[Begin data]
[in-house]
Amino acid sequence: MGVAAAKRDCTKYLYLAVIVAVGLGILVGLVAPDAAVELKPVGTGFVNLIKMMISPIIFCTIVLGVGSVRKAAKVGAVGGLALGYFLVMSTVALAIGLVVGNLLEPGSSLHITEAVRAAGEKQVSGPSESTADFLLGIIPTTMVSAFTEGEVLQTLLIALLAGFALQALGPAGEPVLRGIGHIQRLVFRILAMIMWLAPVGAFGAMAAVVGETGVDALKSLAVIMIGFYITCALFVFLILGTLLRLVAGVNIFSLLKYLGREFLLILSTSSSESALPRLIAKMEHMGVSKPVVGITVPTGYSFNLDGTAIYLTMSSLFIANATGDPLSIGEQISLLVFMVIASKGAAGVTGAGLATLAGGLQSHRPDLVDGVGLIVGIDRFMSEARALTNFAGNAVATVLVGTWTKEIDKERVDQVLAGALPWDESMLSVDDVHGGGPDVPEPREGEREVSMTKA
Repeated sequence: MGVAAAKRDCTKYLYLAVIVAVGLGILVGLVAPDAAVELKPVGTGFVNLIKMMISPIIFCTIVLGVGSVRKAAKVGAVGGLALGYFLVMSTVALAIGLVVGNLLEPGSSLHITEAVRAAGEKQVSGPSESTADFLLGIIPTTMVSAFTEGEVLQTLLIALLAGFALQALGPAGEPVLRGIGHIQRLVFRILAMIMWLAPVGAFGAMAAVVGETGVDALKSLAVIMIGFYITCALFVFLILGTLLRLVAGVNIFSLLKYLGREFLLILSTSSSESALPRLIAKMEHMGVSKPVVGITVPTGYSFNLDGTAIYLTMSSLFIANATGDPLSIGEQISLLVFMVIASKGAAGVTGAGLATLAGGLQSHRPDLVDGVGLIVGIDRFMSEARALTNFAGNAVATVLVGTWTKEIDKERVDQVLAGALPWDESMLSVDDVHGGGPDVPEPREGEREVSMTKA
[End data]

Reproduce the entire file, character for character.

[in-house]
Amino acid sequence: MGVAAAKRDCTKYLYLAVIVAVGLGILVGLVAPDAAVELKPVGTGFVNLIKMMISPIIFCTIVLGVGSVRKAAKVGAVGGLALGYFLVMSTVALAIGLVVGNLLEPGSSLHITEAVRAAGEKQVSGPSESTADFLLGIIPTTMVSAFTEGEVLQTLLIALLAGFALQALGPAGEPVLRGIGHIQRLVFRILAMIMWLAPVGAFGAMAAVVGETGVDALKSLAVIMIGFYITCALFVFLILGTLLRLVAGVNIFSLLKYLGREFLLILSTSSSESALPRLIAKMEHMGVSKPVVGITVPTGYSFNLDGTAIYLTMSSLFIANATGDPLSIGEQISLLVFMVIASKGAAGVTGAGLATLAGGLQSHRPDLVDGVGLIVGIDRFMSEARALTNFAGNAVATVLVGTWTKEIDKERVDQVLAGALPWDESMLSVDDVHGGGPDVPEPREGEREVSMTKA
Repeated sequence: MGVAAAKRDCTKYLYLAVIVAVGLGILVGLVAPDAAVELKPVGTGFVNLIKMMISPIIFCTIVLGVGSVRKAAKVGAVGGLALGYFLVMSTVALAIGLVVGNLLEPGSSLHITEAVRAAGEKQVSGPSESTADFLLGIIPTTMVSAFTEGEVLQTLLIALLAGFALQALGPAGEPVLRGIGHIQRLVFRILAMIMWLAPVGAFGAMAAVVGETGVDALKSLAVIMIGFYITCALFVFLILGTLLRLVAGVNIFSLLKYLGREFLLILSTSSSESALPRLIAKMEHMGVSKPVVGITVPTGYSFNLDGTAIYLTMSSLFIANATGDPLSIGEQISLLVFMVIASKGAAGVTGAGLATLAGGLQSHRPDLVDGVGLIVGIDRFMSEARALTNFAGNAVATVLVGTWTKEIDKERVDQVLAGALPWDESMLSVDDVHGGGPDVPEPREGEREVSMTKA